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This article in CS

  1. Vol. 34 No. 1, p. 165-169
     
    Received: Sept 28, 1992


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doi:10.2135/cropsci1994.0011183X003400010029x

Behavior of Maize Stem Diameter during Drying Cycles: Comparison of Two Methods for Detecting Water Stress

  1. Nader Katerji,
  2. François Tardieu ,
  3. Olivier Bethenod and
  4. Philippe Quetin
  1. INRA, Station de Bioclimatologie, F 78850 Thiverval Grignon, France
    INRA, Laboratoire d'Ecophysiologie des Plantes sous Stress Environmentaux, 2 place Viala, F34060 Montpellier Cedex 1, France

Abstract

Abstract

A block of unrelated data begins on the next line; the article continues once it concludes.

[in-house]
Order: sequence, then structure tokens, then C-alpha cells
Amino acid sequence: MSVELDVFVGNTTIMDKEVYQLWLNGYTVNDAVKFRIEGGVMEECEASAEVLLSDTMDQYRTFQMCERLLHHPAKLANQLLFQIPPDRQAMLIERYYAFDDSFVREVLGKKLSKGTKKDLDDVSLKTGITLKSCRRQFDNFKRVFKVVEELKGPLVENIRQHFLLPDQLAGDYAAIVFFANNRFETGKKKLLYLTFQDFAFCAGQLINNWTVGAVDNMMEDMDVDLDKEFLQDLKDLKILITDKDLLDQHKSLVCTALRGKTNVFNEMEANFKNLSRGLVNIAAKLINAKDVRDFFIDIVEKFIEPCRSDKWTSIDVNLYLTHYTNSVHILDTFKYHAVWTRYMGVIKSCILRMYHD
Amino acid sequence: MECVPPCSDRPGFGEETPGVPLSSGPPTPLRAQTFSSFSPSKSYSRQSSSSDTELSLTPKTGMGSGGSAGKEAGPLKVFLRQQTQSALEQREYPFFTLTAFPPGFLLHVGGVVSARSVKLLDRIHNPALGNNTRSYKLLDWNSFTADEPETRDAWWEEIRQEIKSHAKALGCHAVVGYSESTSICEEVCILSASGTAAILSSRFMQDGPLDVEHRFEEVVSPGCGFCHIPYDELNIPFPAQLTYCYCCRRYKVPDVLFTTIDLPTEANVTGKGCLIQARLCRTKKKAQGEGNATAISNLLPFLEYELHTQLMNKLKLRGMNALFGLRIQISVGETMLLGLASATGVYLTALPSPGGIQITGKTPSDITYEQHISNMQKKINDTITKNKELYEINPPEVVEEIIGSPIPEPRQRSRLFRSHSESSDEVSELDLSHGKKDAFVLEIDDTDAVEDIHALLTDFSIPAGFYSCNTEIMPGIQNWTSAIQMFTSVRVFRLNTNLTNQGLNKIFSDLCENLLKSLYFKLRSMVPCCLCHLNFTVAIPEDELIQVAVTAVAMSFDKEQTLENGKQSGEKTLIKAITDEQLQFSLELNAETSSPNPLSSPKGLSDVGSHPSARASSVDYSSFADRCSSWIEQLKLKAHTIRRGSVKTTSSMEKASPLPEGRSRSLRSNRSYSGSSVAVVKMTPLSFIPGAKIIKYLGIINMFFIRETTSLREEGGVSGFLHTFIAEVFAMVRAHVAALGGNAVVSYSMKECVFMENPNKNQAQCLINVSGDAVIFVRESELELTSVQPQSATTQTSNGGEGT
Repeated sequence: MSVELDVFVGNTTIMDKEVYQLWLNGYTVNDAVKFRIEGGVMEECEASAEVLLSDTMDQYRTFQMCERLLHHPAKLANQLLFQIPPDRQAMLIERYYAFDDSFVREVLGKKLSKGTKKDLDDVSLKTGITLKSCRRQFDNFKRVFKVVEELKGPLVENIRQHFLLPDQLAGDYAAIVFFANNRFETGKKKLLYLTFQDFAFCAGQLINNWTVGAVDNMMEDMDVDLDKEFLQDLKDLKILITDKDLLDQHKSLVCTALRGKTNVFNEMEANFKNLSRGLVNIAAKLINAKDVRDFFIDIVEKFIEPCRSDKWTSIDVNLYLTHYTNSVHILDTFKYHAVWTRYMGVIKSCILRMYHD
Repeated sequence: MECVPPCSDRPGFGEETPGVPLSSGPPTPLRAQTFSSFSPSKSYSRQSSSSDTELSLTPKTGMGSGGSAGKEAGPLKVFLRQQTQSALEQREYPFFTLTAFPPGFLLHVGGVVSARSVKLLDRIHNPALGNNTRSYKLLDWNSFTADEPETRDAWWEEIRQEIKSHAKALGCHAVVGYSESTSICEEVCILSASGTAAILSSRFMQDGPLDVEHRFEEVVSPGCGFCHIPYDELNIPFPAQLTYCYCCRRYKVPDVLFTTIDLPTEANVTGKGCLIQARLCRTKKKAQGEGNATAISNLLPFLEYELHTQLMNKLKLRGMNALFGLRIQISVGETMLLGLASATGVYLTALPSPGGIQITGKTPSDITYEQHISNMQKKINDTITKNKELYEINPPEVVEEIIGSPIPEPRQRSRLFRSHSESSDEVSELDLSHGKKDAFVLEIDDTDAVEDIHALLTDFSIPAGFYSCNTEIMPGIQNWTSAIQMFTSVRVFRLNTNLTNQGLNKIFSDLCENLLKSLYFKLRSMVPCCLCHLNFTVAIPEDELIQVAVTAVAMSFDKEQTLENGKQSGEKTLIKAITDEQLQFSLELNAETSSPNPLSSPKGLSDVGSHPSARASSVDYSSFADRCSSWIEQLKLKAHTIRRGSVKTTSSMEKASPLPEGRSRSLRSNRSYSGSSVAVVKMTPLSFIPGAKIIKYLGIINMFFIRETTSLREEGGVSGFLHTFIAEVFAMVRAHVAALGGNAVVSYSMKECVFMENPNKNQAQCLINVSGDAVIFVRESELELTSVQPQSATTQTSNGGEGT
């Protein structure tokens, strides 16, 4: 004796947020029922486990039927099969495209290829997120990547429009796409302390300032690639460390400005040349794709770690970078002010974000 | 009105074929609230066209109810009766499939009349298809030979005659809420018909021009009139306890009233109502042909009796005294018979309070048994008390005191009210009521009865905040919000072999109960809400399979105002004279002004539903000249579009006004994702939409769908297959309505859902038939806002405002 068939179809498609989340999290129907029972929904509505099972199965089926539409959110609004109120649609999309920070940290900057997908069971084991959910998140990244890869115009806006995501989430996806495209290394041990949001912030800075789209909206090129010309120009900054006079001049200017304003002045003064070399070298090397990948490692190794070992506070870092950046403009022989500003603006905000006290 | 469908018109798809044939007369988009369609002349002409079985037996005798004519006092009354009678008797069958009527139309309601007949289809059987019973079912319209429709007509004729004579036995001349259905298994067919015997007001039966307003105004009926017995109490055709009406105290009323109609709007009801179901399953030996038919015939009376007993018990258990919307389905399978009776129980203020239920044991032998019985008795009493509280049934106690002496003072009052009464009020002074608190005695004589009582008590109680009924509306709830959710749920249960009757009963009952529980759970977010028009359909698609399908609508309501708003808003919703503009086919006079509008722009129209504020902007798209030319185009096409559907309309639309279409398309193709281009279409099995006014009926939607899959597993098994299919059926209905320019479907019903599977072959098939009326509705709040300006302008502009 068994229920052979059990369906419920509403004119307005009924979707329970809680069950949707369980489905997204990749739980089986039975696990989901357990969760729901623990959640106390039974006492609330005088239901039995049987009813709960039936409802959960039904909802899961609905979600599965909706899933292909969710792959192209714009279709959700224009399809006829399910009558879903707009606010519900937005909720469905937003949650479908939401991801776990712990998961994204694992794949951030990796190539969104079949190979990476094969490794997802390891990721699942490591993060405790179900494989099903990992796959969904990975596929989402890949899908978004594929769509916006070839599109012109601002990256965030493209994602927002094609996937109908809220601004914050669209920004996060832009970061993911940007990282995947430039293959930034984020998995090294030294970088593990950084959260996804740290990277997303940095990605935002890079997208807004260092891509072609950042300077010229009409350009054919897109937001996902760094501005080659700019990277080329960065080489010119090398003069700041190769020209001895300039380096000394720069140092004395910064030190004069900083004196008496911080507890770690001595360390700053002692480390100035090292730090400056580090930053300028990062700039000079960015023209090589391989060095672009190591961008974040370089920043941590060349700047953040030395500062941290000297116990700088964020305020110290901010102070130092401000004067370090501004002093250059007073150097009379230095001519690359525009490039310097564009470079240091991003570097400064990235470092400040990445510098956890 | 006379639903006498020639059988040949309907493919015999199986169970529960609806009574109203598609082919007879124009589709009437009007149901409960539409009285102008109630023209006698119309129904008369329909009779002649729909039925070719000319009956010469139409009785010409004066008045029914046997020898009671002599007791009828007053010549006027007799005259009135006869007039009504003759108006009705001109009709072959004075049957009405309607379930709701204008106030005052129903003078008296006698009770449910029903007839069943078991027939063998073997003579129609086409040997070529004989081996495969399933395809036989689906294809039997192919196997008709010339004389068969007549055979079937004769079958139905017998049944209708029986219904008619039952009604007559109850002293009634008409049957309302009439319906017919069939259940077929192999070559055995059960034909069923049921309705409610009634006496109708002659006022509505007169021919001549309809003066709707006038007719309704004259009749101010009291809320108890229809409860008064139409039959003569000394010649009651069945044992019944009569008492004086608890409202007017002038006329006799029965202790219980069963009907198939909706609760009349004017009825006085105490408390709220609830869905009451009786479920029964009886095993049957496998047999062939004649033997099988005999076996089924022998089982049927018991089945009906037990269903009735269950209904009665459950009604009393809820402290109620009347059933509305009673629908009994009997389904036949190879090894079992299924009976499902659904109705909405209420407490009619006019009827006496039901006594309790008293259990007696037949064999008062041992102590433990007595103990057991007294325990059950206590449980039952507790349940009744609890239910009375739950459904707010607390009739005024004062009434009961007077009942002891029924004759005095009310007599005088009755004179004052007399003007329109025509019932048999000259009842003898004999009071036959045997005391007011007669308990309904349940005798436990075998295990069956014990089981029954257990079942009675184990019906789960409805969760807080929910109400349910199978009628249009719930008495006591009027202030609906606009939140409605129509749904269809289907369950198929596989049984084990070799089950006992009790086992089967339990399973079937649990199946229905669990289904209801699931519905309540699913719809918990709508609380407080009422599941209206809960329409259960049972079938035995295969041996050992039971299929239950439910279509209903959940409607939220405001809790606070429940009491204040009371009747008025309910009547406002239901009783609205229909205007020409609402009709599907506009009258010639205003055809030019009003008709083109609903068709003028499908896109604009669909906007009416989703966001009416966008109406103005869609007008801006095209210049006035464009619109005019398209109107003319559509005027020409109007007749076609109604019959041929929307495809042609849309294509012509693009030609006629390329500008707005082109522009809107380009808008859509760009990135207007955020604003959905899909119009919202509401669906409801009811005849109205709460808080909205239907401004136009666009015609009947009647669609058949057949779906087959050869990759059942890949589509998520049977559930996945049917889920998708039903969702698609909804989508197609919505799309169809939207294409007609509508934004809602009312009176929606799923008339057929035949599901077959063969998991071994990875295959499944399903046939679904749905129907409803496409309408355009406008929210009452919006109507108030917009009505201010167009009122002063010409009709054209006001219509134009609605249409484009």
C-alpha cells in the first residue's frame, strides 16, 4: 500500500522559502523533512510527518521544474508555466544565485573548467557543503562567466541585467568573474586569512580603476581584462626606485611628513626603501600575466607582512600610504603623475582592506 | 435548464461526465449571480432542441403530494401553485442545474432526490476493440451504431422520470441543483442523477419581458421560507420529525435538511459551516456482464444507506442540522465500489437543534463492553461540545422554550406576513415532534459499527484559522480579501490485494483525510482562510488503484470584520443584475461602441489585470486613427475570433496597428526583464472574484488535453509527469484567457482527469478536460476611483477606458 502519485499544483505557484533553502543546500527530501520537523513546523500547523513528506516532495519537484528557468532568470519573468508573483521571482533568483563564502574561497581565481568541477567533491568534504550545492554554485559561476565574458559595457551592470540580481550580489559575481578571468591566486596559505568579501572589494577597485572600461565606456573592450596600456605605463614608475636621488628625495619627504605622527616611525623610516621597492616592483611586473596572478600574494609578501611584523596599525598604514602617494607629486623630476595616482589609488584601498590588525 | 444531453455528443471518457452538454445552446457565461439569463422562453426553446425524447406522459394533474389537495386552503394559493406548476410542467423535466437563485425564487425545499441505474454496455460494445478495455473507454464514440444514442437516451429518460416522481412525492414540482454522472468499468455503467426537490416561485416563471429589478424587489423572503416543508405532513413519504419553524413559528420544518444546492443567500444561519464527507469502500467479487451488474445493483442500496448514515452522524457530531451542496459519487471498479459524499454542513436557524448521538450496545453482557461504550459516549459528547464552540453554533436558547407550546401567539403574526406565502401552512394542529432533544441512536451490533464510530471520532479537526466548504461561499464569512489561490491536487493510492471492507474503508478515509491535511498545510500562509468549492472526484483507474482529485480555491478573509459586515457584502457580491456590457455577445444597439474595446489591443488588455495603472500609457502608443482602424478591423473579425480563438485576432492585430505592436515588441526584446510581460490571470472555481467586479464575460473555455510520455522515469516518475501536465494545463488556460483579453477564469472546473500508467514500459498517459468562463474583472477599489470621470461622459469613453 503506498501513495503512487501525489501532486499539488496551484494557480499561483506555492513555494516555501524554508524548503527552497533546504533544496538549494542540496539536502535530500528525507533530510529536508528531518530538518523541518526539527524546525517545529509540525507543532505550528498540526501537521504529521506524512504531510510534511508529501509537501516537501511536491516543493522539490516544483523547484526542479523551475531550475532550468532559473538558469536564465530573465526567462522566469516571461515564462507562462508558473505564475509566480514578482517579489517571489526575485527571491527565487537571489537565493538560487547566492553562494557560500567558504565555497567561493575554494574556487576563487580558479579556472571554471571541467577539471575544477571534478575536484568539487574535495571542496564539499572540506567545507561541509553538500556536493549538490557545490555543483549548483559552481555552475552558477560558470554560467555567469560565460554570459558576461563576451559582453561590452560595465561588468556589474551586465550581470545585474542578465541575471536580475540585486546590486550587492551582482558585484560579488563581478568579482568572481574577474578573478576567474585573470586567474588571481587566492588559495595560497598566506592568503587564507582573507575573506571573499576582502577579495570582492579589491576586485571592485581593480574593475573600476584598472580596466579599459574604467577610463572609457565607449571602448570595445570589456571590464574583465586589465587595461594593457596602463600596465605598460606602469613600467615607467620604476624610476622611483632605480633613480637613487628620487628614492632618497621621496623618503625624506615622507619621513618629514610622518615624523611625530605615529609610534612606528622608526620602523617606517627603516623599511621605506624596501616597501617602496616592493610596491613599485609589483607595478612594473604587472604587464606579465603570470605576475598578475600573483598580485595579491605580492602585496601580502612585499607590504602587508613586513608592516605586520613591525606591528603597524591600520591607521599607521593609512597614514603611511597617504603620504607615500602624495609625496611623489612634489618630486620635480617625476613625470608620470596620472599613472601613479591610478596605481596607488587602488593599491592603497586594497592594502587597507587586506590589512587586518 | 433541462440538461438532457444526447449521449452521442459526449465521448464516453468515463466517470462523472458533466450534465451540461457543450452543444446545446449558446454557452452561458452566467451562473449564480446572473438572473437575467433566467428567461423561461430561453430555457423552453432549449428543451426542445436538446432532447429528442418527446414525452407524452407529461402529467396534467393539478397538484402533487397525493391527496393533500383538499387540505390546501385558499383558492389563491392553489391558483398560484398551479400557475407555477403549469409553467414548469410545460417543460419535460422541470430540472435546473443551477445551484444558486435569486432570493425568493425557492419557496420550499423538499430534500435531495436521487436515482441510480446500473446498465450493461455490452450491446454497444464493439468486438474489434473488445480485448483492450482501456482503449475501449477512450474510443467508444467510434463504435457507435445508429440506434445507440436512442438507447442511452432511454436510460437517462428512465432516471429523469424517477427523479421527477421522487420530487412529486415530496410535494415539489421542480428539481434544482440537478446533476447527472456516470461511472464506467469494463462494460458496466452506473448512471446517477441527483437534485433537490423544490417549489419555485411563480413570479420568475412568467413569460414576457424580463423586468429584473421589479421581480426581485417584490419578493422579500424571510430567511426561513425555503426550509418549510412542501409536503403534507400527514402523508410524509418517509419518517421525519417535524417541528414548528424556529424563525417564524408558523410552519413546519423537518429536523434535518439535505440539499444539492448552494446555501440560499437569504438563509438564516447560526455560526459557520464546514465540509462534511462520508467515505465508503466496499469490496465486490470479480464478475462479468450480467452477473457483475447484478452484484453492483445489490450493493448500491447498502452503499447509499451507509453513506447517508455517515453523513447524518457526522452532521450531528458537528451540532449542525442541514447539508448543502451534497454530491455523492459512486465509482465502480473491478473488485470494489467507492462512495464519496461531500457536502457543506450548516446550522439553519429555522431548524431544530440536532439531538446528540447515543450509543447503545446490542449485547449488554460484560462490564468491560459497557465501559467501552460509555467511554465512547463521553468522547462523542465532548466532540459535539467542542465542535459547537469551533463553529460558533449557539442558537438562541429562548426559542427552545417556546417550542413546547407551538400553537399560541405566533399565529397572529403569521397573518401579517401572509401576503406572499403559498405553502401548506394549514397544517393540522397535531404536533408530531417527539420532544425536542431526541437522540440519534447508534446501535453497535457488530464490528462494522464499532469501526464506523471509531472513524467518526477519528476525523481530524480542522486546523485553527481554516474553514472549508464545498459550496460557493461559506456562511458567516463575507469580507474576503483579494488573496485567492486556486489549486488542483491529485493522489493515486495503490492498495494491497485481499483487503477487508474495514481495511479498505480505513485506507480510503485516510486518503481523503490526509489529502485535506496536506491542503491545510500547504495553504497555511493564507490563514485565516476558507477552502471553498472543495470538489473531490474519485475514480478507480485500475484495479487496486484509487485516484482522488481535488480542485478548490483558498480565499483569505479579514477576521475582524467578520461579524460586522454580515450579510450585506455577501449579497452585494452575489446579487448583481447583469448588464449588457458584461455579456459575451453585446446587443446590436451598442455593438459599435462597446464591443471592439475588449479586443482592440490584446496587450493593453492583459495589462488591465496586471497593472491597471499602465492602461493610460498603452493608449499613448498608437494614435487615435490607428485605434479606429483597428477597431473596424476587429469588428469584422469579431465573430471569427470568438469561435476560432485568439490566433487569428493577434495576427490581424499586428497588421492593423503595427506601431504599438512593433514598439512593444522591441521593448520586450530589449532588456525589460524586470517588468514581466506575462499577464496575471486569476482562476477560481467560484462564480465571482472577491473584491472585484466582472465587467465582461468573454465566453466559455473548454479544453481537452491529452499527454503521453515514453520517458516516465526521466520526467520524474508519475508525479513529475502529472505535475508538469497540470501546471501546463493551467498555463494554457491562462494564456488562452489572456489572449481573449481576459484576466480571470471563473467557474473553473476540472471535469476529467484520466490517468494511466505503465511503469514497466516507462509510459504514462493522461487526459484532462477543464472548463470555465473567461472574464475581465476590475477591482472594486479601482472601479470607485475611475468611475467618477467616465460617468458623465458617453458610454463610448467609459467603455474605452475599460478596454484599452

Changes in stem diameter are frequently used to assess plant water status. We have compared two ways of data processing, analyzing either the changes in daily stem contraction (the most commonly used method) or the changes in daily maximum stem diameter (DMSD). Changes in stem diameter of adult maize (Zea mays L.) plants were measured during drying cycles either in the field or in a pot experiment, together with predawn leaf water potential, noon-time stomatal conductance, noon-time leaf water potential, and fraction of soil transpirable water. Close relationships, common for field and pot experiments, were observed between changes in DMSD and predawn leaf water potential (r2 = 0.91), and noon-time stomatal conductance (r2 = 0.81). Relationships also existed between DMSD and the fraction of soil transpirable water (r2 = 0.84 and 0.87 in the field and pot experiments, respectively). In contrast, the daily stem contraction showed complex and loose relationships with soil and plant water status, and with stomatal conductance. This is consistent with the facts that (i) maize day-time plant water status undergoes relatively little changes during drying cycles, and (ii) stomatal conductance is linked to the soil water status, and is therefore correlated to measurements characterizing night-time plant water status such as DMSD or predawn leaf water potential. A practical consequence would be that changes in DMSD should be used rather than daily stem contraction for characterizing plant water status of maize, or for triggering the beginning of irrigation in automatic systems.

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